Well, Wall Street wasn’t happening. But it was time nevertheless to refine my skills hopping shops regardless. If it wasn’t gonna be from Goldman Sachs to Salomon Brothers, well then it was to be from Scully’s to Ralph Lauren. No shame in starting small, yo! Polo was located in the landmark Rhinelander Mansion on 72nd Street and Madison. Fully triple mint renovated and adorned with Persian rugs with old world wooden display cases, it was a fanciful period movie set in the Edwardian age.
About 5 miles from Weehawken.
The man with the well-groomed long blond hair on the first floor asked me to call the manager’s secretary, Sam, and when I did, she readily set up an appointment for me to come in for an interview. So far, so good.
On the appointed day, I was ushered to the private offices up on the gabled Fifth floor. After completing a job application on fancy schmancy paper, the store manager, Charles Fagan, called me into his office. I regaled him on my relevant job experience at Bloomingdale’s and Scully’s, conveniently omitting any irrelevant mention of global patent requirements or Black-Scholes options pricing models. Charles seemed to bite at it and he excused himself briefly. On walking back in, he announced that John Mains, the store President, would like to meet me. Being passed around in interviews is a good sign!
Whereas Charles was and is a style and fashion mastermind — that’s why he is Ralph’s right hand man today — John was all about the business. I could ape style like any fashion monkey, but bidness was my language! After exchanging pleasantries for a few moments, John got down to it. After so many interviews on Wall Street, I sensed the change-up right away and the air became a little tenser.
“James,” he said to me with concern, “everything looks good, you have the relevant experience, you use the right words, but I have to tell you,” he pointed at me, “I’ve interviewed many people like you sitting in that same exact chair. When we ask our employees to stay a little later to help out with an unexpected shipment of merchandise, all of a sudden, people disappear; they become less cooperative. And things become heavy. What can you tell me about yourself to reassure me that you can make the extra effort?”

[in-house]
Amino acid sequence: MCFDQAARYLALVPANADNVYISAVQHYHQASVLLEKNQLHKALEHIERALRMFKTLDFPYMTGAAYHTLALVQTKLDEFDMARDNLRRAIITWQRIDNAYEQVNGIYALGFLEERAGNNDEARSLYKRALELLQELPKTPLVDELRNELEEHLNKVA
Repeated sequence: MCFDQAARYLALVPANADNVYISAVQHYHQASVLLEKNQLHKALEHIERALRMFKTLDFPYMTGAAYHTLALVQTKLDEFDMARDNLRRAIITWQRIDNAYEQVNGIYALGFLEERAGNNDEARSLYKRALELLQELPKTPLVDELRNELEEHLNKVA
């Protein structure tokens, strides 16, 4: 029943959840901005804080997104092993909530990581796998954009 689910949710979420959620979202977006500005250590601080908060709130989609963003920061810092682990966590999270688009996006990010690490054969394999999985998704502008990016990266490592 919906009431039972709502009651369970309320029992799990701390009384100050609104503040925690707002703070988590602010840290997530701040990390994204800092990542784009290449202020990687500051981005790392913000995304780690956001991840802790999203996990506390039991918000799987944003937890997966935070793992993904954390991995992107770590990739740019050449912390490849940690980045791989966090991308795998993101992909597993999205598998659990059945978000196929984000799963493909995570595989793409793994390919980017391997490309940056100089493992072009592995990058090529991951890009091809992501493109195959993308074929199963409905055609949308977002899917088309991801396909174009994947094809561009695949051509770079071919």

It was a bullet type of question, meant to put me on the spot. Unfortunately for John, I had way too much experience with this. But still, here I was, asking for a simple retail job, and I had to come up with a sermon.
Well, I reached inside myself to thump my psychic hymnal. To Let John Hear The Word. Make him Believe.
“Well, John,” I said, getting my thoughts together. It was important to address him in turn by name, as he had done with me.
“The fact is, if you enjoy what you are doing, if you are inspired by the product, if you are part of a great team that is fun to work with, if you’re working in an environment with pride of place and history,” I was winding myself up, “when they ask you to work a little later, it’s,” I paused for effect, “e f f o r t l e s s.” I stroked the word “effortless” in the air in front of me to let it hang heavy in the ether.
I thought it was a preachy-keen answer.
John stared at me as my words bounced off the walls. Suddenly, he stood up and threw open his door. He went into Charles’ office across the hall. “Charles” he said as I turned in my chair to listen, “I want you to hire this gentleman,” he was wagging his finger again in my direction. “I want him to start right away!”
I was floored. I thought I had given a decent answer. I didn’t know it was that good.
And as I walked out of the store like a champ with an offer in hand, I was shaking my head. “Why,” I asked myself, “the fuck couldn’t that have happened at Goldman Brothers?”